If you have a natural love of linguistics and language, a career as a translator could be a great move for you. Translation is in high demand with increasing globalization and the need for connecting cultures across international boundaries.
So if you want to be a translator, here’s what you need in terms of qualifications and the potential types of translation career paths you can have.
Qualifications to Become a Translator
Becoming a translator is not easy. In order to be a translator you need to be able to understand your own language and another language on a deep level. Most translators have qualifications.
They don’t simply wake up one day and decide to be a translator. They’re used to constantly researching and compiling information and applying their linguistic skill in order to translate it from one language to another.
So therefore most translators are fluent at a native level in at least two different languages and then after that translators typically go on to get a degree or take translation certification courses.
Five Types Of Careers As A Translator
Translators can go on to have several types of careers. Here are five different jobs that a translator can enjoy.
1. Medical Interpreter
Medical interpreters work in healthcare settings. They help doctors and patients communicate back and forth. This is a very specialized type of work and it takes someone who really loves to help people with medical terminology in terms of translation and even interpretation.
As a medical translator, it’s very important that you know medical conditions, side effects, and vocabulary. The last thing you want is for someone’s health to be in jeopardy because you didn’t do your job.
2. Literary Translator
Do you love reading books, poetry, or other fiction? If you do, then being a literary translator can be one of the most satisfying jobs you can have.
A literary translator has to capture not just words, but also an author’s tone, meaning, and intention behind the work. If you want to get paid to read literature in both your first language and your target language, then this might be the role for you.
3. Legal Interpreter
Everyone deserves the right to legal counsel. However, due to language barriers, some people may not have access to a lawyer or a courtroom in which the judge speaks their language.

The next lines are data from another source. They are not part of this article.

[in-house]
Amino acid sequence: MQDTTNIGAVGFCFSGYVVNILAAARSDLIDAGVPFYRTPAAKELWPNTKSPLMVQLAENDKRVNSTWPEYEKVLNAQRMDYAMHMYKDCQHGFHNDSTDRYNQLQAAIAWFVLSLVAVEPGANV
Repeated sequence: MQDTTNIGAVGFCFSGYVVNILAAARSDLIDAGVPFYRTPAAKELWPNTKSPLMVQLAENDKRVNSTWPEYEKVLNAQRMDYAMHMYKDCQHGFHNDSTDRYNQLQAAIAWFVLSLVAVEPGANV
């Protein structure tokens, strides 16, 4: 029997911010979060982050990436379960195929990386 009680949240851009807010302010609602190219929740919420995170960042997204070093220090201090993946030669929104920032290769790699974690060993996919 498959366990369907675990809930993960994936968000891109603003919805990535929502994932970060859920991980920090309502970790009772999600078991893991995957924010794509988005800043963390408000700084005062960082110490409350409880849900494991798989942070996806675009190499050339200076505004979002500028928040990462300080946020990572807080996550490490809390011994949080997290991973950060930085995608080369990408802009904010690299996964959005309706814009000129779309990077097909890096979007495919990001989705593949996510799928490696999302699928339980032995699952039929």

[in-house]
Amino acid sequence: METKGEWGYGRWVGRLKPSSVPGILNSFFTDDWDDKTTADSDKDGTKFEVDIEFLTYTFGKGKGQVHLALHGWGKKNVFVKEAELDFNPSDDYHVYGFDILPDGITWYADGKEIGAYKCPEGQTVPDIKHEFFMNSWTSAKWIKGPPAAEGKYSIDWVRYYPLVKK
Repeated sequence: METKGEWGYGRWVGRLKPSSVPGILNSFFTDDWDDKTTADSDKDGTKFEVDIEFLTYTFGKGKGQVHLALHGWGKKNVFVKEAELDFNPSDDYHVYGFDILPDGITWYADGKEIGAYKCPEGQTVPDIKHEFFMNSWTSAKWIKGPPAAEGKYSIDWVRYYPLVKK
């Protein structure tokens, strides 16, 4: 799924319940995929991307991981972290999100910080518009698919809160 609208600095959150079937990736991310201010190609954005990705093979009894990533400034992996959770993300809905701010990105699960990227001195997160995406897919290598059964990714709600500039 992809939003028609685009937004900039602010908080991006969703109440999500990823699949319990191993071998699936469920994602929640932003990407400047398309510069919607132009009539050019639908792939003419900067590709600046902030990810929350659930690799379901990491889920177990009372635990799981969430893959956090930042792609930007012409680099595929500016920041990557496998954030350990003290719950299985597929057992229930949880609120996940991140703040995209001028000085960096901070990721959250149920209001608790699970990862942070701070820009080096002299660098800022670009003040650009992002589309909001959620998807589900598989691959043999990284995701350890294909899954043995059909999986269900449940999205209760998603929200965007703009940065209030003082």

Therefore, as a legal interpreter, you can help your client communicate with their attorney as well as the court. This is an important role that can help ensure justice for everyone no matter what their language is.
4. Business Conference Interpreter
This is one of the more unique careers in translation. Seminars, business conferences, and even web lectures all need interpreters to help their non-English speakers understand the content. These days, a business can have clients all over the world, so it’s no guarantee that they’ll speak the same language.
That’s where you come in as a conference interpreter. You take the content that the speaker is saying and interpret it. In other words, translate it in spoken word into the other language, the target language, in real time. By doing this, you’re helping people gain access to incredible business information while helping your client increase their revenue.
Localization is one of the most important types of interpretation or translation services. Governments, community organizations, and others need a way to translate their content to English and other languages.
If you’re able to help them take their material and localize it, in other words, translate it to another language, then you can make sure that a small business in Thailand, for instance, can bring in clients from Canada.
Or perhaps a small country in the Caribbean can negotiate with European countries about imports and exports. Localization can apply to any kind of business, personal, or government context. But at the end of the day, you’re providing a very important service by connecting two parties who can benefit from you bringing them together.
Wrapping It Up
At the end of the day, the potential careers for translators and interpreters are endless. But no matter which path you choose, a career in translation requires the right education and training. That way you can start off on the right foot and avoid many of the pitfalls that a lot of beginner translators have to suffer through before they start to find success.